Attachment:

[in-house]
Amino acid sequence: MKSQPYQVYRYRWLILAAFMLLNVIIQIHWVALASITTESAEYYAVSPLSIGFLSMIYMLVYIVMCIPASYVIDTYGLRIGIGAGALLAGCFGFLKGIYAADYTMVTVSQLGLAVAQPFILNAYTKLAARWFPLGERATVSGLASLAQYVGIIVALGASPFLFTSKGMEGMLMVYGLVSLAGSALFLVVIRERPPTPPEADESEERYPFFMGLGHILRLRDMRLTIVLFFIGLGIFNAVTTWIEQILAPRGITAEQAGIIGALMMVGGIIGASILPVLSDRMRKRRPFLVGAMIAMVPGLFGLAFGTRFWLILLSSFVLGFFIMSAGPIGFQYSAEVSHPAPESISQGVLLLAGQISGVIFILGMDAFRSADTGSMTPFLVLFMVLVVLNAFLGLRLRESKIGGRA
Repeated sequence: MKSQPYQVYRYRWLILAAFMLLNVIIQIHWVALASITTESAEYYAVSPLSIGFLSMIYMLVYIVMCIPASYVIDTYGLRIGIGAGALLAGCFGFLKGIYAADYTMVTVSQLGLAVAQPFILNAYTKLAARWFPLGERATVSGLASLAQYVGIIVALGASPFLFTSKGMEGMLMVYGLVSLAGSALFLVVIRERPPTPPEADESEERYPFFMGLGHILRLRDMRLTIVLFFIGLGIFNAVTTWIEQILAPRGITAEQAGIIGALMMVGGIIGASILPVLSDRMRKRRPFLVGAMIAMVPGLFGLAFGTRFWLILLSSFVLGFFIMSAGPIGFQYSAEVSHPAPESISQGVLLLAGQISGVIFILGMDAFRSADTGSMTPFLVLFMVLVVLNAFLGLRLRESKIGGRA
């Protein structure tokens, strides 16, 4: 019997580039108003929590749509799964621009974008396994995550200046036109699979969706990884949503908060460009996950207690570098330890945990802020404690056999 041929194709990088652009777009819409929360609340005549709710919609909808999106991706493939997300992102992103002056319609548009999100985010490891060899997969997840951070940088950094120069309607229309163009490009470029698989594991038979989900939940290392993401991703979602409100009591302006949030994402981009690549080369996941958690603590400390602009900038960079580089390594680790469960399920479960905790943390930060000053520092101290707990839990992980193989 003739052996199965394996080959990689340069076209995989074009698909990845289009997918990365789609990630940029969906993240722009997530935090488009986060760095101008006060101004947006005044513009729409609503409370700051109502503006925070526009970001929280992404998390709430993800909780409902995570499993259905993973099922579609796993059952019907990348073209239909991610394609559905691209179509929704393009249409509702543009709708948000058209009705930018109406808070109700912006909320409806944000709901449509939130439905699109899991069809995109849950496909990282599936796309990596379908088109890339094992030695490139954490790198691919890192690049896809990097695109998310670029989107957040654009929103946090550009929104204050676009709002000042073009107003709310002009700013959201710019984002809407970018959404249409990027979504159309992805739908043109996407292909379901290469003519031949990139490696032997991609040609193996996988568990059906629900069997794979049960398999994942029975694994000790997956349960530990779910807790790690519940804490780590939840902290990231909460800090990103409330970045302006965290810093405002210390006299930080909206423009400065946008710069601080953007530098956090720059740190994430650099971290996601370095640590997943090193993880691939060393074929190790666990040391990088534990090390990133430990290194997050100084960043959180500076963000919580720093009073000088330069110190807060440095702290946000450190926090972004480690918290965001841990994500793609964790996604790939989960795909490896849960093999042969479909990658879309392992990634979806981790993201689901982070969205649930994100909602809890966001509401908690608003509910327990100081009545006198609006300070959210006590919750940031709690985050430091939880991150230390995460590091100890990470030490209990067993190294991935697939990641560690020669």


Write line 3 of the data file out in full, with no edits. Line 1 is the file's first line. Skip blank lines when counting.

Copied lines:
Repeated sequence: MKSQPYQVYRYRWLILAAFMLLNVIIQIHWVALASITTESAEYYAVSPLSIGFLSMIYMLVYIVMCIPASYVIDTYGLRIGIGAGALLAGCFGFLKGIYAADYTMVTVSQLGLAVAQPFILNAYTKLAARWFPLGERATVSGLASLAQYVGIIVALGASPFLFTSKGMEGMLMVYGLVSLAGSALFLVVIRERPPTPPEADESEERYPFFMGLGHILRLRDMRLTIVLFFIGLGIFNAVTTWIEQILAPRGITAEQAGIIGALMMVGGIIGASILPVLSDRMRKRRPFLVGAMIAMVPGLFGLAFGTRFWLILLSSFVLGFFIMSAGPIGFQYSAEVSHPAPESISQGVLLLAGQISGVIFILGMDAFRSADTGSMTPFLVLFMVLVVLNAFLGLRLRESKIGGRA